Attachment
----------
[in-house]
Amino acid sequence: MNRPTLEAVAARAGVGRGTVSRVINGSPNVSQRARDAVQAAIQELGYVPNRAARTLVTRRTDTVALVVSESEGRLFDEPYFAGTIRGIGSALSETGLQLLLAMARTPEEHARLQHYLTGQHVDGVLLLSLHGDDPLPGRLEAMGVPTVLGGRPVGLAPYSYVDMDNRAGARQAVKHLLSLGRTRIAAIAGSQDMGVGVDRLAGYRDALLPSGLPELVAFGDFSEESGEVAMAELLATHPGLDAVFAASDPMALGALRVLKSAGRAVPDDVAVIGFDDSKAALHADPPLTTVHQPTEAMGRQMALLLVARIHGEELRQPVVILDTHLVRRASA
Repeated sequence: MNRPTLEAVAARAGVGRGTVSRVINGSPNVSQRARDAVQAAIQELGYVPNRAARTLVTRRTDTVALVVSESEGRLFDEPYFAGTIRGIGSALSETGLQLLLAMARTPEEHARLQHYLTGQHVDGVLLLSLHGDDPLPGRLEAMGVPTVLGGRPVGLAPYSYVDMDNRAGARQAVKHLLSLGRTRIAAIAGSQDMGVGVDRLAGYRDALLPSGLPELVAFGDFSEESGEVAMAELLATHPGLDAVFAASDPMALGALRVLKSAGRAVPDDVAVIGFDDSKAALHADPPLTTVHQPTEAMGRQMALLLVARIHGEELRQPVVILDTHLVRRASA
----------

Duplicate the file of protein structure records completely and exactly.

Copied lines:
[in-house]
Amino acid sequence: MNRPTLEAVAARAGVGRGTVSRVINGSPNVSQRARDAVQAAIQELGYVPNRAARTLVTRRTDTVALVVSESEGRLFDEPYFAGTIRGIGSALSETGLQLLLAMARTPEEHARLQHYLTGQHVDGVLLLSLHGDDPLPGRLEAMGVPTVLGGRPVGLAPYSYVDMDNRAGARQAVKHLLSLGRTRIAAIAGSQDMGVGVDRLAGYRDALLPSGLPELVAFGDFSEESGEVAMAELLATHPGLDAVFAASDPMALGALRVLKSAGRAVPDDVAVIGFDDSKAALHADPPLTTVHQPTEAMGRQMALLLVARIHGEELRQPVVILDTHLVRRASA
Repeated sequence: MNRPTLEAVAARAGVGRGTVSRVINGSPNVSQRARDAVQAAIQELGYVPNRAARTLVTRRTDTVALVVSESEGRLFDEPYFAGTIRGIGSALSETGLQLLLAMARTPEEHARLQHYLTGQHVDGVLLLSLHGDDPLPGRLEAMGVPTVLGGRPVGLAPYSYVDMDNRAGARQAVKHLLSLGRTRIAAIAGSQDMGVGVDRLAGYRDALLPSGLPELVAFGDFSEESGEVAMAELLATHPGLDAVFAASDPMALGALRVLKSAGRAVPDDVAVIGFDDSKAALHADPPLTTVHQPTEAMGRQMALLLVARIHGEELRQPVVILDTHLVRRASA